Supply Chain Leader: Reaping the Rewards of Innovation (issue 4)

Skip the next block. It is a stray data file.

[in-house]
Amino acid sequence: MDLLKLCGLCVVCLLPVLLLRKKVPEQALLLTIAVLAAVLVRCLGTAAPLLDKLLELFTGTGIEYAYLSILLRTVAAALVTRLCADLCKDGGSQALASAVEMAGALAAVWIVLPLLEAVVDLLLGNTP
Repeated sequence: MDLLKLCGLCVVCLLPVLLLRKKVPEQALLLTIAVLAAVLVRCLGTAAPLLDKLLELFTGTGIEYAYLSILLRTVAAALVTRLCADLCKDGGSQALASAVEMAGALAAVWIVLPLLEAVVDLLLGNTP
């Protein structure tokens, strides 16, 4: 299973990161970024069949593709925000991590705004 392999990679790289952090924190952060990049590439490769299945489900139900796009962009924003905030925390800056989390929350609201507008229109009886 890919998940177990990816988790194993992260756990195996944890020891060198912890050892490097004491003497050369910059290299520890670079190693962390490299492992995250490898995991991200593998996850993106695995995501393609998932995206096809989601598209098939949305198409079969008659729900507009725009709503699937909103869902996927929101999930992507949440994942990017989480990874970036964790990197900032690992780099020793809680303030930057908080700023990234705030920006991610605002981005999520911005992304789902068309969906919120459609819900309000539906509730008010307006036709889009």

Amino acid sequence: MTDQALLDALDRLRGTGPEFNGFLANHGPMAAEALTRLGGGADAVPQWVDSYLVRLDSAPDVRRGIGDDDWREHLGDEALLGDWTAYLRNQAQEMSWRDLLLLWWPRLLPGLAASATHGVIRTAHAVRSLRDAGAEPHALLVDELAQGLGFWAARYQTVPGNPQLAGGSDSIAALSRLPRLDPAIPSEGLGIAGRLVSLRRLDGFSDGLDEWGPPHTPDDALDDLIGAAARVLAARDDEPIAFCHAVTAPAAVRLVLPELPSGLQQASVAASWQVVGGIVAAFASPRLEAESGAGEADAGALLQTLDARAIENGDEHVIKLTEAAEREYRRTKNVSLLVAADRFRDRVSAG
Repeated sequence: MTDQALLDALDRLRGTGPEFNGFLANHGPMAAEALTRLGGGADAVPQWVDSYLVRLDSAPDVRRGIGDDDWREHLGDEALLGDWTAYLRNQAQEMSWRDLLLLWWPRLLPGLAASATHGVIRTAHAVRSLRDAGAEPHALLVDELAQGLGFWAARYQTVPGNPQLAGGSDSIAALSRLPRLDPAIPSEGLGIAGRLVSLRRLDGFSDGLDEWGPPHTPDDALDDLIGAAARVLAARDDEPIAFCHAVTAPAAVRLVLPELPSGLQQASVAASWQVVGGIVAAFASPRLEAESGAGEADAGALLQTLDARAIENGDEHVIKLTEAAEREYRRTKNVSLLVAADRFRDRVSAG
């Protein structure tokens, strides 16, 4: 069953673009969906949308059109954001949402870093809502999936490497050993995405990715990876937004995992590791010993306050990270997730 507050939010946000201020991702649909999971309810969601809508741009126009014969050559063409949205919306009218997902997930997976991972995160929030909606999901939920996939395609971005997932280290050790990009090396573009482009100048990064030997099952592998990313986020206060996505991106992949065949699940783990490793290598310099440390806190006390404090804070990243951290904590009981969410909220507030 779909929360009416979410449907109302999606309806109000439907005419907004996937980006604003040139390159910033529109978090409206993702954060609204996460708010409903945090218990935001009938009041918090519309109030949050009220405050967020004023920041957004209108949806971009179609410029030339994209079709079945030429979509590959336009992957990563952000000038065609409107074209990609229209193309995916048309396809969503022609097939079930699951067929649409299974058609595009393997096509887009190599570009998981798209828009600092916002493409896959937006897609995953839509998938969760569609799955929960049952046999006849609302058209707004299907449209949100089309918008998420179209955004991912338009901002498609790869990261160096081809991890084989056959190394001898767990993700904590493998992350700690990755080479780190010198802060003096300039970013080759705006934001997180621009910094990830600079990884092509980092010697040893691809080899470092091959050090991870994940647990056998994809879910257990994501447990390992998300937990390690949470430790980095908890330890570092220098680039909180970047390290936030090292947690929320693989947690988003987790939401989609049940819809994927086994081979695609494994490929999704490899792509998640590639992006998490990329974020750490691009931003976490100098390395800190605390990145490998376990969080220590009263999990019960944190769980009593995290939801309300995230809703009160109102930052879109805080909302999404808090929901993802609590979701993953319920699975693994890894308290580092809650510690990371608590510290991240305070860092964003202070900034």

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<ul><li> 1. October 2007Ideas &amp; Innovations from i2 Technologies Cycle-Time Optimization Demand Sensing Risk Management Lean Manufacturing Plus Interview with GMs Adriana KaraboutisJames Champy on Change-Initiative Pitfalls Burts Bees on Sustainable Supply Chains Managing in High-Growth Environments The Supply Chain Results Company TM </li></ul><p> 2. October 2007 Vol. 2, No. 2 i2 Senior Director, Contributing Writers Editorial Advisory Board Chuck Kramer Marketing Lauren Bossers Sanjiv Sidhu Senior Vice President, Retail Beth ElkinFounder and Chairman and Consumer Industries Sector Michael Cohen of the Board EditorAditya Srivastava Cynthia FuscoSenior Vice President and Victoria CooperPallab Chatterjee Elizabeth Greer Interim Chief Executive OfficerChief Technology Officer Art Director Jon Kemp Hiten Varia Kelly Thomas Peter Klabunde Deborah Navas Executive Vice President,Senior Vice President, Circulation Manager Global Customer Operations Manufacturing Sector Sangeeta BajajTom Smithyman and Chief Customer OfficerRazat Gaurav John Cummings Vice President, Senior Vice President andGlobal Logistics Chief Marketing Officer Copyright 2007, i2 Technologies, Inc. This magazine is available online at www.i2.com.Reproduction of this magazine in whole or in part in any medium is prohibited without written consent of the editor. Contact: supply_chain_leader@i2.com. 3. In This IssueCover story Short Product Life Cycles Demand Innovation Throughout the Businessby Pallab ChatterjeePage 4To compete today, consumer goods manufacturers must focus not only on innovationsin product development but also on meaningful changes in four key areas of thebusinesstechnology, process, partnerships and market strategy.FeaturesPage 17 Theres Power in POS DataNot Just for Retailers, but for Suppliers Too by Mohan Balachandran and Jim Morganstern Retailers new emphasis on inventory at the shelf level adds a new level of customer service. Essentially, its vendor-managed inventorythough not at the distribution center. Page 24Page 42 Managing Supply Chains inThe Lean Challenge in High-Growth Environments Demand-Driven Value Chains by Gaurang Pandya andby Aamer Rehman and Venky NayarKelly Thomas Five key areas must be specifically In the extended enterprise, the addressed for high-growth markets:material-control techniques using organization, supply chain design,the traditional manual/visual planning, demand shaping andmethods are no longer sufficient to managing transitions. synchronize material flow. Case studies Page 22 Cooper Tire Rolls Out New Systems for Better Demand Fulfillment, by Lauren Bossers Page 30 Customer-Centric Approach Drives Global Growth for Tata Steel, by Elizabeth GreerColumns Page 10 Cycle-Time Optimization: From Concept to Cash Register Fasterand More Profitably, by Gurdip Singh and Chuck Kramer Page 20 Order Fulfillment: Using Order Management to Get Closer to Your Customers, by Rajat Bhargav Page 39 Risk Management: New Technologies Help Identify and Mitigate Risks, by Darren Ward and Anand IyerDepartments Page 3Perspective: Innovation Through People, Process and Technology, by Sanjiv Sidhu Page 12 Interview: Inside Supply Chain Globalization at GM. An interview with Adriana Karaboutis, by Victoria Cooper Page 32 Opinion: What are the top priorities in supply chain management for your business? Interviews with Burts Bees, AMR Research, ADTRAN and i2, by Michael Cohen Page 36 Focus: Protecting Revenue Through Supply Chain Risk Management, by Ravi Vancheeswaran of ON Semiconductor Page 45 Viewpoint: Changing the Way You Work and Think About Your Business. An interview with James Champy, by Victoria Cooper Page 48 Inside i2: Winners of the 2007 Global Ken Sharma Award for Excellence, by Tom SmithymanSupply Chain Leader / October 2007 1 4. Perspective by Sanjiv SidhuInnovation Through People, Process and Technology Companies have been grappling for the past twoWhat should you do about the disconnect? Should you decades with what will drive the evolution of supply chainproduce more to meet the demand or, through a combi- management. At General Motors (see Interview, page 12), nation of promotion and production, achieve a demand/ Adriana Karaboutis suggests that its people (for domainsupply balance of 90-90? Which approach will be more expertise), and business reengineering expert James Champyprofitable for your business? maintains that its process (see Viewpoint, page 45).Problems like this arise every day in supply chain You would think that we at i2 would cite technology.management, and innovative processes and technologies But we dont. When I cofounded i2 with Ken Sharma can support the iterative process needed to solve them. almost 20 years ago, we were focused on process innovation. We used a unique combination of process and technology In fact, we embedded many processes in our software. Butinnovation to create an agile demand/supply management software alone cannot drive change. The companies thatprocess for Panasonic, for example. As Mike Aguilar, receive the full range of benefits from their softwarePanasonics senior vice president of supply chain strategic implementations also implement business process changes.initiatives, explained, When Panasonic took on the project What is our approach to supply chain innovation of shifting our emphasis from supply to demand and today? I like to think of it as the analysis of extremes. Weshifting our forecasting to a point-of-sale system, we had encourage i2 employees to envision our customers at a two choices. We could go through the traditional process theoretical level of best performance, or what we would of buying software and installing it inside our company call extreme performance. or we could have i2, which has extensive software develop- Lets take inventory as an example. We might ask, ment and consulting services, perform the data capture and How can a customer reduce its inventory by half?analysis for us. We decided to rent both the software and i2s Instead of contemplating moving from $100 million inexpertise in forecasting analysis. We were able to get this inventory to $50 million, we suggest finding ways toproject going in just a few months rather than a few years. achieve near-zero inventorywhich would be considered (Supply Chain Leader Interview, Spring 2006, pages 67.) extreme performance. Thinking about that near-zeroThrough this approach, Panasonic achieved increased state helps us to understand with greater clarity the first revenue and inventory performance in a short time. While principles and process changes required to support ourwe know that profound change is not a short-term propo- goalin this case, inventory reduction. sition, we also appreciate that early successes are important When thinking about the processes required to effectin overcoming the resistance to change inside companies. such a step-level change in performance, we ask our peoplei2 Operations Services is helping more and more companies to think about what technologies might not only support like Panasonic move from a less desirable to a more desir- new processes but also be the catalyst for them. At i2, weable end-state of best practices and process excellence in believe that technology should focus on supportingthe timeframe demanded by increasing globalization and advanced processesthose that make a company more customization. agile. When this is the case, process innovation is symbiotic Besides driving greater and faster process and technology with what technology is capable of doing. The result is innovation, the approach we take with i2 Operations Services greater agility, or managing in the face of variability. In creates a greater synergy among people, process and tech- other words, todays advanced processes help companiesnology. Its my belief that it isnt just the functional walls manage risks, exceptions, demand and other variablesthat need to come down inside companies. Its also the resulting from market and competitive forces. walls separating these three interlinked engines of high performance. Enhancing iterative capability Innovations in supply chain management have come, Sanjiv Sidhu is the cofounder of i2 and in large measure, from the ability to iterate multiple the chairman of the board. scenarios at high speed, enabling businesses to make better- informed decisions faster, as problems arise. As an example,Contact: supply_chain_leader@i2.com. say your demand level is at 100, but your supply is at 80. Supply Chain Leader / October 20073 5. Short Product Life Cycles Innovation Throughout 4 Supply Chain Leader / October 2007 6. To compete today, consumergoods manufacturers mustfocus not only on innovationsin product development butalso on meaningful changesin four key areas of thebusinesstechnology,process, partnerships andmarket strategy.The consumer goods marketplace has always been fastpaced and unpredictable. After all, selling retail productsis based on understanding the current needs of end users,then rapidly developing new offerings that address thoseneeds before they inevitably change. Add the challengesof maintaining high product quality and generating strong Demand profits, while managing increasingly complex supply chainsfrom end to end, and its easy to see why so many consumergoods manufacturers struggle to achieve lasting success.Recent trends have made the consumer goods market-place even more difficult to navigate. Product life cycles the Business have been slashed dramatically. The Internets increasingimportance as a retail sales channel has increased com-petition, often from smaller companies whose Web sitesmight look very similar. In addition to leveling the playingfield, the Internet has also contributed to an increase inprice transparency, enabling consumers to make quickpurchasing decisions based solely on price. The result?Today, prices are dropping faster than ever followingan initial market launch, even on the most exciting,innovative products.Causing prices to fall even fasterand even loweris the rapid commodization of products today. Eventhe most groundbreaking technologies or designs arequickly copied or advanced by competitors. The majorityof trendy products become obsolete quickly, as they arereplaced with new and improved concepts that capture By Pallabshoppers attention.This rapid pace has led to an even greater demand for Chatterjee new products by both retailers and consumers. Retailersare continually adding new shopping seasons, as well asdemanding customized products that help differentiatetheir stores in a crowded marketplace. In addition, todaysconsumers expect to see products that are customizedto their exact preferences, or that reflect the latestfashion trend. CYCLES CONTINUED on Next Page . . .Supply Chain Leader / October 2007 5 7. Facing so many demands from the marketplaceandThe new-generation supply chain the pressure to manage a global supply chain at a break- Most consumer goods supply chains were simply not neck pacemanufacturers often struggle merely to keepdesignedand have not been adequately updatedto up. Many companies design and introduce products sosupport the success of products with short life cycles. rapidly that they dont have a genuine understanding ofNew-generation products used to be launched every the real-world risks, payoffs and rewards associated withfew years. But today new innovations seem to come every each new product, let alone of setting and achieving long- few months, especially in trend-conscious categories such as term strategic goals. They make enormous investments inelectronics and apparel. Too many businesses are struggling design, tooling, manufacturing and inventory, often with-to adapt their old, every few years business models to the out a well-defined plan for maximizing profitability overrealities of launching new products much more frequently. the entire product life cycle. Often, the life cycle endsIn addition, supply chains have become increasingly before the manufacturer has a sound sense of the products complex, with raw materials suppliers and manufacturing ultimate contribution to the business. facilities around the world contributing to the ultimateprofitability of every product. Overwhelmed by the sheer Most consumer goods supply chains were volume of supply chain information available, manufac- not designed to support the success of turers often choose to focus their attention on the upfront products with short life cycles. activities associated with product design, instead of gainingstrategic insights across the end-to-end product life cycle. Why do many consumer goods businesseseven those To compete in the current marketplace, theyll have to with qualified executives, state-of-the art facilities, global re-examine their overall approach and take a fresh look resources and successful retail partnersstruggle to achieve at every business process. Theyll need to have in place a profit today? And why do so many new productseven the best possible information, as well as the best processes the truly revolutionary onesfail? The answer is simple. and technologies, to make rapid decisions that are truly While companies are focusing on innovation in theirinformednot just best guesses. product designs, too often they are trying to support theseIn other words, businesses will need to support their fast-moving, revolutionary products with an outdated product differentiation by innovating across the enterprise, supply chain that cant keep up. with business and supply chain processes that match the Competing in a fast-paced, unpredictable retail market-speed and counteract the uncertainty of todays market- place means operating with a global supply chain that is place. When innovation occurs across the business, designed to deliver the seemingly impossible combination completely re-invented business models will emerge. of speed and risk management. But powerful new tech- To create a new-generation supply chain that will nology solutions are available to help manage complex, support a companys short- and long-term success, mean- end-to-end supply chains that stretch around the world.ingful change must take place in four key areastechnology, To fully leverage these technologies, consumer goods process, partnerships and market strategy. (See Viewpoint manufacturers will have to tailor their global supply net- on page 45 for James Champys insights into resistance to work, and their individual business processes, to thechange inside organizations.) unique demands of todays marketplace.Optimize Across Cost, Price Realization and Volume for Entire PLCDesignSourceMfg Decision Distribution End of Life Product Marketing Launch Readiness Time Zone vs. Inbound Disposition Reuse Strategy Supplier QualityGlobal: where Outbound Markdownto produce for Engineering Material Cost which market Conversion Cost ReuseCustomizations Demand Volume for what device Service/Returns Cannibalization Portfoli...</p>